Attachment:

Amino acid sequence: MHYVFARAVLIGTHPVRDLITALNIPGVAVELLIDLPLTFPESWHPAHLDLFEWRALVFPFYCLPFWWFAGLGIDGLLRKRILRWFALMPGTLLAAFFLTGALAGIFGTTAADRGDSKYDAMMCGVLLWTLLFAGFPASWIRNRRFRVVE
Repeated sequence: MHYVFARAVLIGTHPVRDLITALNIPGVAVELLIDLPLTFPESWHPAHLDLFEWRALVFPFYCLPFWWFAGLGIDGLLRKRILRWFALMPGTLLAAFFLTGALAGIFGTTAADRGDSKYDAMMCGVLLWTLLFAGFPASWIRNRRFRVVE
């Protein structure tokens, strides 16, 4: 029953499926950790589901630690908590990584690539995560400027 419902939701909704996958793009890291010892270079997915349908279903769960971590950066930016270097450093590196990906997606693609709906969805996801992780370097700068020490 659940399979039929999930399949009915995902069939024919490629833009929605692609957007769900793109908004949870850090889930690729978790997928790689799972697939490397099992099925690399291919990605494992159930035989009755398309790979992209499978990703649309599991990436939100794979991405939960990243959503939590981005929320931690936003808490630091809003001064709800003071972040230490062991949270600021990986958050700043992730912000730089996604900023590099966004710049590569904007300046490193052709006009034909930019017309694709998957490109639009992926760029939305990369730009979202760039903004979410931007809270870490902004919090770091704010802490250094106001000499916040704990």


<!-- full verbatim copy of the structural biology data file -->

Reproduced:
Amino acid sequence: MHYVFARAVLIGTHPVRDLITALNIPGVAVELLIDLPLTFPESWHPAHLDLFEWRALVFPFYCLPFWWFAGLGIDGLLRKRILRWFALMPGTLLAAFFLTGALAGIFGTTAADRGDSKYDAMMCGVLLWTLLFAGFPASWIRNRRFRVVE
Repeated sequence: MHYVFARAVLIGTHPVRDLITALNIPGVAVELLIDLPLTFPESWHPAHLDLFEWRALVFPFYCLPFWWFAGLGIDGLLRKRILRWFALMPGTLLAAFFLTGALAGIFGTTAADRGDSKYDAMMCGVLLWTLLFAGFPASWIRNRRFRVVE
């Protein structure tokens, strides 16, 4: 029953499926950790589901630690908590990584690539995560400027 419902939701909704996958793009890291010892270079997915349908279903769960971590950066930016270097450093590196990906997606693609709906969805996801992780370097700068020490 659940399979039929999930399949009915995902069939024919490629833009929605692609957007769900793109908004949870850090889930690729978790997928790689799972697939490397099992099925690399291919990605494992159930035989009755398309790979992209499978990703649309599991990436939100794979991405939960990243959503939590981005929320931690936003808490630091809003001064709800003071972040230490062991949270600021990986958050700043992730912000730089996604900023590099966004710049590569904007300046490193052709006009034909930019017309694709998957490109639009992926760029939305990369730009979202760039903004979410931007809270870490902004919090770091704010802490250094106001000499916040704990």